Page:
The UK commitment to reduce greenhouse gas emissions by 80% by 2050 will require a systemic change in the way energy is converted and used. The exclusive reliance on large-scale centralised production technologies is seen by many as incompatible with the changes needed to meet the twin challenges of climate change and energy security. Action at local and community levels will be needed inenergy demand reduction efforts, improvements in energy efficiency and deployment of micro- and community scale generation. Indeed, there is a growing trend to push for increased local accountability for CO2 emissions, renewable energy targets and fuel poverty, and this is driving energy activities at local government level. Alongside these trends are also activities by non-state actors, often aimed at challenging ‘mainstream’ social practices and seeking to address perceived failures of the formal governance structures. There is a need to understand how these emerging and evolving informal governance structures may interact with (and influence) formal structures.

This proposal brings together a multidisciplinary team to research these new,more diverse formsof local energy governance. The project partnership consists of two leading UK universities (Surrey and Oxford) in the fields of energy research, environmental policy and sustainable behaviour studies. The partnership extends to key local government and non-governmental organisations who will assist in providing the evidence for understanding the trends in local energy governance and how theyareinfluenced by changing public awareness and policy.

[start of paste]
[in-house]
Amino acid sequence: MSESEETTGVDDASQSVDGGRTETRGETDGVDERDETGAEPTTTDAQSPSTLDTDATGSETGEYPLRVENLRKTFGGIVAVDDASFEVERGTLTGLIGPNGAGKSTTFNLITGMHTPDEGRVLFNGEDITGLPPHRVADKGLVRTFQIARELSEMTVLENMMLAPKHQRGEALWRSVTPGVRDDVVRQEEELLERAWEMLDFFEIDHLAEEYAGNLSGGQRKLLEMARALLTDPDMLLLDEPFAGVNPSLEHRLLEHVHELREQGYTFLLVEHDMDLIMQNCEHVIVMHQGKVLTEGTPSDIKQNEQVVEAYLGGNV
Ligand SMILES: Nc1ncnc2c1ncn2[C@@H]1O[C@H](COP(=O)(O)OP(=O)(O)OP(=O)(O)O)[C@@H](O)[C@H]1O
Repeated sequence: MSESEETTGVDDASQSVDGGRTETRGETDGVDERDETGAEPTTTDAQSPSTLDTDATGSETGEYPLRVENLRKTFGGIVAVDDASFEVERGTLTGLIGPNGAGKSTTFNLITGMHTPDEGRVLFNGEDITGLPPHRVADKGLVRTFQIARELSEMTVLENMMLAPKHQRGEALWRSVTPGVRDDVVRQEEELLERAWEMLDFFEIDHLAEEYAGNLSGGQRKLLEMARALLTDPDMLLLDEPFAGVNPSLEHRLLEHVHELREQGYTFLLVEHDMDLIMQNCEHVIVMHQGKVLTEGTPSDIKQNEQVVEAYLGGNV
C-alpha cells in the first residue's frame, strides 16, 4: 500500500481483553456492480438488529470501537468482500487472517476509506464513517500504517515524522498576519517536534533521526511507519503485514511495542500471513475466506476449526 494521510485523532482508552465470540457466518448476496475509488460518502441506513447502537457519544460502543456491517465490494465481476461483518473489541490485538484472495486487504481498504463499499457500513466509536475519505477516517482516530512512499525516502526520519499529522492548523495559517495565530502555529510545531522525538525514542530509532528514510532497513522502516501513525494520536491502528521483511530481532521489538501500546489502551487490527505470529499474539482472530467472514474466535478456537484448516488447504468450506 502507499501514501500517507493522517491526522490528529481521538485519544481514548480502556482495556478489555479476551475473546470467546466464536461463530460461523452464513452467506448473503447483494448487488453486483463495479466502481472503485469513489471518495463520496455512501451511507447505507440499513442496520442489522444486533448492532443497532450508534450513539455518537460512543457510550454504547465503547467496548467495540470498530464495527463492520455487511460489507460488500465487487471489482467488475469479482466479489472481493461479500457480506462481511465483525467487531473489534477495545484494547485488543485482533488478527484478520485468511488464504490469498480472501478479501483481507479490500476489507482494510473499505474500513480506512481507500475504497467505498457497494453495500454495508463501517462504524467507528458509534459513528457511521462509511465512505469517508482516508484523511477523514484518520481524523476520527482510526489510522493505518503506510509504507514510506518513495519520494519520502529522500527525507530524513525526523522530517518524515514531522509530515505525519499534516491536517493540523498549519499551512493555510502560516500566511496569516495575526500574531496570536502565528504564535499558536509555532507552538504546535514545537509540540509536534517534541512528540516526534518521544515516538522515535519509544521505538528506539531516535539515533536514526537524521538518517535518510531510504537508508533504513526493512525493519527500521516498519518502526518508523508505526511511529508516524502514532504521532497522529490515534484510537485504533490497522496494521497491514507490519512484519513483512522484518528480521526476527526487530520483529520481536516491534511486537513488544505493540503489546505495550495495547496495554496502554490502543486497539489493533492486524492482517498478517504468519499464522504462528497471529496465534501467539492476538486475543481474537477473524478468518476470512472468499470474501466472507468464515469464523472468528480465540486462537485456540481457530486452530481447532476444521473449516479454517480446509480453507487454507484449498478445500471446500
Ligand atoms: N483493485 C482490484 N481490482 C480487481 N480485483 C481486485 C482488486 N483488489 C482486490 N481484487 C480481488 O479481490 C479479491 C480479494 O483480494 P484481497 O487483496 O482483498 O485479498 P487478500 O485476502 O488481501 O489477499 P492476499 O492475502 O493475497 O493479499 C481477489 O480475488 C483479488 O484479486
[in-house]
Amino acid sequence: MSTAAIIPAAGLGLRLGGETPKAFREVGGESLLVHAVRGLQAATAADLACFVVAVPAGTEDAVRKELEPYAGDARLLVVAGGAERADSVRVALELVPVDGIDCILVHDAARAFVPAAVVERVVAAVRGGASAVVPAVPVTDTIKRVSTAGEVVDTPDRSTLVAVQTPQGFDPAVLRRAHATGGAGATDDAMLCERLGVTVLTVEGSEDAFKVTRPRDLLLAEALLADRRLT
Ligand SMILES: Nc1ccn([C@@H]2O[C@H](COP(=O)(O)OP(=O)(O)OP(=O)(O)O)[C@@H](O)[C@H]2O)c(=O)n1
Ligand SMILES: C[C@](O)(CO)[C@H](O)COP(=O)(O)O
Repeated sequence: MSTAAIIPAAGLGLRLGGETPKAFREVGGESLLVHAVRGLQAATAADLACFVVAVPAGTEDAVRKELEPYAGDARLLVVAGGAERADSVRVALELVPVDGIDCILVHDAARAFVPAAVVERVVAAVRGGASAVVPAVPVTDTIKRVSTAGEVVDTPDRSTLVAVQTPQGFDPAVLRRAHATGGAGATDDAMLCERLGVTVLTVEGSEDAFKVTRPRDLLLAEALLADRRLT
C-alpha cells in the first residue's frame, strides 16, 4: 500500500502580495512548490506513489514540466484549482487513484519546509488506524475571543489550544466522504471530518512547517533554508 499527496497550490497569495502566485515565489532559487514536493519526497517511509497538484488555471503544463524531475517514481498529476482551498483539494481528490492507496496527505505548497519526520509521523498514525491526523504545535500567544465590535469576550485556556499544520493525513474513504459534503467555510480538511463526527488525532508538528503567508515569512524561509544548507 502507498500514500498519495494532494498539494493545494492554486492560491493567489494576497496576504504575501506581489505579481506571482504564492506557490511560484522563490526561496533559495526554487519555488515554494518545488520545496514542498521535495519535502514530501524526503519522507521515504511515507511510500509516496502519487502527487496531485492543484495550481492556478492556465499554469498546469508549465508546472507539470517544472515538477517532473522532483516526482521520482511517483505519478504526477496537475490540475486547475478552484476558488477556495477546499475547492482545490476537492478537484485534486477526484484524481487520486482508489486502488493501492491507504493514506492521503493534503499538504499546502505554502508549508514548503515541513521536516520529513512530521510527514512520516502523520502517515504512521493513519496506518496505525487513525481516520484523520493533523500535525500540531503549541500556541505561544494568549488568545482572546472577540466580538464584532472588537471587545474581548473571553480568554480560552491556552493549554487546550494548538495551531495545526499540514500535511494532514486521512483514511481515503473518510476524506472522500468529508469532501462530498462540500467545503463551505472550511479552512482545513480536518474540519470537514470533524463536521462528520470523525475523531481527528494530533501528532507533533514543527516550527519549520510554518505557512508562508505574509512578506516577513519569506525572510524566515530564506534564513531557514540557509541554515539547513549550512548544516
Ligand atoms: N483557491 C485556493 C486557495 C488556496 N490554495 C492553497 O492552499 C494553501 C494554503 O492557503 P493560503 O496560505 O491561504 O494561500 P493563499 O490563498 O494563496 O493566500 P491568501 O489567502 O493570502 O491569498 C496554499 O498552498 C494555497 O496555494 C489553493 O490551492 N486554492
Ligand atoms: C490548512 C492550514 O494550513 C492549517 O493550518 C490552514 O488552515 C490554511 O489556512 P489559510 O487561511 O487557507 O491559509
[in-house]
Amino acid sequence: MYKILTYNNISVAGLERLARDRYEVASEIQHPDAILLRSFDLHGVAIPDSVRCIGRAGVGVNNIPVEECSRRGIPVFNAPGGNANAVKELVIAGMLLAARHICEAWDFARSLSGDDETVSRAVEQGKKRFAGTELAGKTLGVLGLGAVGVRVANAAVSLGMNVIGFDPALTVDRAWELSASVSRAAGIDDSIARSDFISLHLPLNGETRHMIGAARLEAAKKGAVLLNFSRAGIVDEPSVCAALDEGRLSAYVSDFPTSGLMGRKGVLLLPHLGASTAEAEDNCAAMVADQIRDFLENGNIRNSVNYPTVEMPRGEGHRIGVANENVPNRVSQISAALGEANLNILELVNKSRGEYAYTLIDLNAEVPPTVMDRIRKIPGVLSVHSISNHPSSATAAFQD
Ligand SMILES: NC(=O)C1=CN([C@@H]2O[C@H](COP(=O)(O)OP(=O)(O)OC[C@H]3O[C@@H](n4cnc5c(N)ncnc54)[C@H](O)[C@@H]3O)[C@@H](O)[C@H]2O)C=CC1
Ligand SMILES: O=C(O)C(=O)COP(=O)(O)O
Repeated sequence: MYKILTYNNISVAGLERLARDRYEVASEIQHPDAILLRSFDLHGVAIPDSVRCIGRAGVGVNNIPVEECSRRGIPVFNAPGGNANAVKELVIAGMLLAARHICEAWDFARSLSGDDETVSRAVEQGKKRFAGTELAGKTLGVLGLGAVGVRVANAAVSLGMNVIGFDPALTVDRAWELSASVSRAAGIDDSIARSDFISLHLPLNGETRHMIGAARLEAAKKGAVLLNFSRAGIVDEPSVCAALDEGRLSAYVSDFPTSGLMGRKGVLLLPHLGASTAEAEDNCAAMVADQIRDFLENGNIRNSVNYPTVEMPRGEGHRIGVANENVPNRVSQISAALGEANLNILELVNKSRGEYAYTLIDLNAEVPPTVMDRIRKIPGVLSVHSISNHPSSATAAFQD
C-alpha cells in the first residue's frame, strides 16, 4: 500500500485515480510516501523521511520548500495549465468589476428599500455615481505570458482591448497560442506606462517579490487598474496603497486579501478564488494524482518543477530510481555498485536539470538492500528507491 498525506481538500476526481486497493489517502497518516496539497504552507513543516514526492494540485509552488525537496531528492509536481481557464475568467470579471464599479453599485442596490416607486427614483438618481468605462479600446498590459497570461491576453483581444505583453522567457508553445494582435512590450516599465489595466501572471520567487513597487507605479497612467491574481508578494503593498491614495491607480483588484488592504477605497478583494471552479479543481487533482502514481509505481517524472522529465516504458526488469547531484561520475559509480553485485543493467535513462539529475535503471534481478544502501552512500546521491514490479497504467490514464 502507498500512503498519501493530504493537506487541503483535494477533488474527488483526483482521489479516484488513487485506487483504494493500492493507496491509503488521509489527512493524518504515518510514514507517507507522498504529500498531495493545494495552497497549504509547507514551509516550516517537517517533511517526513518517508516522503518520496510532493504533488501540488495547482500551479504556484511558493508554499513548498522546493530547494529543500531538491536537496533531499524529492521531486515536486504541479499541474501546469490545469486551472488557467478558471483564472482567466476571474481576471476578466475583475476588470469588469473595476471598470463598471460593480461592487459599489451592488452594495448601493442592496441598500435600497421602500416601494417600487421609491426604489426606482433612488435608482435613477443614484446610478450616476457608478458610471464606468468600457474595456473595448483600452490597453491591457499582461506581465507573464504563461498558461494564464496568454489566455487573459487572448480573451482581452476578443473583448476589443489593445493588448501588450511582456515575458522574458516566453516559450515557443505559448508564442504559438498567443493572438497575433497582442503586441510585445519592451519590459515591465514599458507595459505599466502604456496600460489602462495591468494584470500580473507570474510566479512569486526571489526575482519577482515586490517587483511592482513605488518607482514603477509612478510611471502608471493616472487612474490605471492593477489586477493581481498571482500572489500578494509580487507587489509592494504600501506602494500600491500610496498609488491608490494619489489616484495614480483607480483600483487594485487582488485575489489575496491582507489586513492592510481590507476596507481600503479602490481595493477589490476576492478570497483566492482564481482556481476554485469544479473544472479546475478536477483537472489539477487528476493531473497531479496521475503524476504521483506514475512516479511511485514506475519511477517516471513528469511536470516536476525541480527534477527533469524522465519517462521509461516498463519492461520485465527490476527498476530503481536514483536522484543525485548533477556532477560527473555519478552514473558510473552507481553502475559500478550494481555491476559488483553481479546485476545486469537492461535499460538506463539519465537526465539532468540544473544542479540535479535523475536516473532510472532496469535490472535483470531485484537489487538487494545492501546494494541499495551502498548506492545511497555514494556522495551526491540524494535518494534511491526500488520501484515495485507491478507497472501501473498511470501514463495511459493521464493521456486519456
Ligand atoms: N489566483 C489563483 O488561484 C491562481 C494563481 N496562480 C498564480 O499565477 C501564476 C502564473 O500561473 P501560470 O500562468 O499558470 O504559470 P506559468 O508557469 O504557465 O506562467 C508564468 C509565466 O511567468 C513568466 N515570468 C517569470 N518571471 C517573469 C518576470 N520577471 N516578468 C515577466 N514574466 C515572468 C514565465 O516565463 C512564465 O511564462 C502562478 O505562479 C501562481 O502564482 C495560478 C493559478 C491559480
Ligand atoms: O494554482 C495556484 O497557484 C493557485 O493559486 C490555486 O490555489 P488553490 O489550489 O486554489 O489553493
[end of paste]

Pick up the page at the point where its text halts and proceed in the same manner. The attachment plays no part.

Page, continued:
The project aims to demonstrate how grassroots organizations, local government initiatives and national-scale activities interact to create new political opportunities for active citizen engagement in both energy demand reduction and deployment of local energy generation.

The project is structured around 3 work packages:

Firstly, the work will evaluate the opportunities and constraints faced by local government in delivering their energy and low carbon targets. It will explore the rationale behind local authority involvement in energy, and the process of change that has (or not) taken place in local authorities as a result of evolving national policy and public pressure. Part of this exercise will involve exploring the relationship between local energy governance and other areas of local government responsibility (e.g. planning and transport), as well as the extent to which the voluntary sector and others have shaped the path taken by local authorities.

Secondly, drawing from the existing literature and case studies, the project will use political science theory to map out the role, power andinteractions of different actors in local energy governance. This will explore the evolving nature of the relationship between state (local government) and non-state (grassroots) actors, and the motivations behind the formation of certain types of ‘coalitions’ around specific energy issues.

Thirdly, the project will break new research ground in looking closely at the currentand potential role of local finance to support new energy initiatives. It will evaluate the range of such finance schemes in the UK (and internationally) against criteria such as relevance to energy activities, cost effectiveness and flexibility in design to support vulnerable groups. This will include examination of the interplay between nationally driven programmes (e.g. Warm Front and energy supplier obligations) and local finance.

We will publish four reports which will form the basis for papers to conferences of academic and energy practitioners; academic journal articles; and a series of policy briefings for local and national policymakers. There will also be a final workshop aimed at providing key messages from the research for stakeholders, including local government decision makers, voluntary organisations in the sustainable energy sector and providers of finance.

Publications (none)
Final Report (none)
Added to Database 13/10/10